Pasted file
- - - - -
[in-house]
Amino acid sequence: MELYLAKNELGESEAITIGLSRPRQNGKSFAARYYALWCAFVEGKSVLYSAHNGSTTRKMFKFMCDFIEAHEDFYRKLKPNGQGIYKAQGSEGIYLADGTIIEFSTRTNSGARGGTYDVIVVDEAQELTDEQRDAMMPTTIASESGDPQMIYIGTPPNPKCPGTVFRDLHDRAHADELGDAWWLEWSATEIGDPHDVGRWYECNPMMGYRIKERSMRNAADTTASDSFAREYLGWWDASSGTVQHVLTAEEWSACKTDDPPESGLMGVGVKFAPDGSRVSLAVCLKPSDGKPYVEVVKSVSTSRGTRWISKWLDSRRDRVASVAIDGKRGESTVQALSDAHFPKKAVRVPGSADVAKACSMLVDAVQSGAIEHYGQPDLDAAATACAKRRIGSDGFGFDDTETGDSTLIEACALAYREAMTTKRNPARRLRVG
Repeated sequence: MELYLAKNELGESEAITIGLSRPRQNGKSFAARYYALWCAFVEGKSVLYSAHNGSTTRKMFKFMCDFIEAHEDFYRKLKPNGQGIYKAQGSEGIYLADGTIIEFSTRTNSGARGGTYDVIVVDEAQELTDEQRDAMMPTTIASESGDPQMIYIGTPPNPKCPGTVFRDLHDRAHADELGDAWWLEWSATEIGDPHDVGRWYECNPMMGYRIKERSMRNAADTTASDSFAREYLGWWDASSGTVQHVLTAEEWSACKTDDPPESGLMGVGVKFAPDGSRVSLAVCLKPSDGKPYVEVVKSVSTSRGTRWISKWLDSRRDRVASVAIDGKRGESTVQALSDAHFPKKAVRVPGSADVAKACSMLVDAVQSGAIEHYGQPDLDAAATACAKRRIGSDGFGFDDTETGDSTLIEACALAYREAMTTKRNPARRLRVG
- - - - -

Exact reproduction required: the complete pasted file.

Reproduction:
[in-house]
Amino acid sequence: MELYLAKNELGESEAITIGLSRPRQNGKSFAARYYALWCAFVEGKSVLYSAHNGSTTRKMFKFMCDFIEAHEDFYRKLKPNGQGIYKAQGSEGIYLADGTIIEFSTRTNSGARGGTYDVIVVDEAQELTDEQRDAMMPTTIASESGDPQMIYIGTPPNPKCPGTVFRDLHDRAHADELGDAWWLEWSATEIGDPHDVGRWYECNPMMGYRIKERSMRNAADTTASDSFAREYLGWWDASSGTVQHVLTAEEWSACKTDDPPESGLMGVGVKFAPDGSRVSLAVCLKPSDGKPYVEVVKSVSTSRGTRWISKWLDSRRDRVASVAIDGKRGESTVQALSDAHFPKKAVRVPGSADVAKACSMLVDAVQSGAIEHYGQPDLDAAATACAKRRIGSDGFGFDDTETGDSTLIEACALAYREAMTTKRNPARRLRVG
Repeated sequence: MELYLAKNELGESEAITIGLSRPRQNGKSFAARYYALWCAFVEGKSVLYSAHNGSTTRKMFKFMCDFIEAHEDFYRKLKPNGQGIYKAQGSEGIYLADGTIIEFSTRTNSGARGGTYDVIVVDEAQELTDEQRDAMMPTTIASESGDPQMIYIGTPPNPKCPGTVFRDLHDRAHADELGDAWWLEWSATEIGDPHDVGRWYECNPMMGYRIKERSMRNAADTTASDSFAREYLGWWDASSGTVQHVLTAEEWSACKTDDPPESGLMGVGVKFAPDGSRVSLAVCLKPSDGKPYVEVVKSVSTSRGTRWISKWLDSRRDRVASVAIDGKRGESTVQALSDAHFPKKAVRVPGSADVAKACSMLVDAVQSGAIEHYGQPDLDAAATACAKRRIGSDGFGFDDTETGDSTLIEACALAYREAMTTKRNPARRLRVG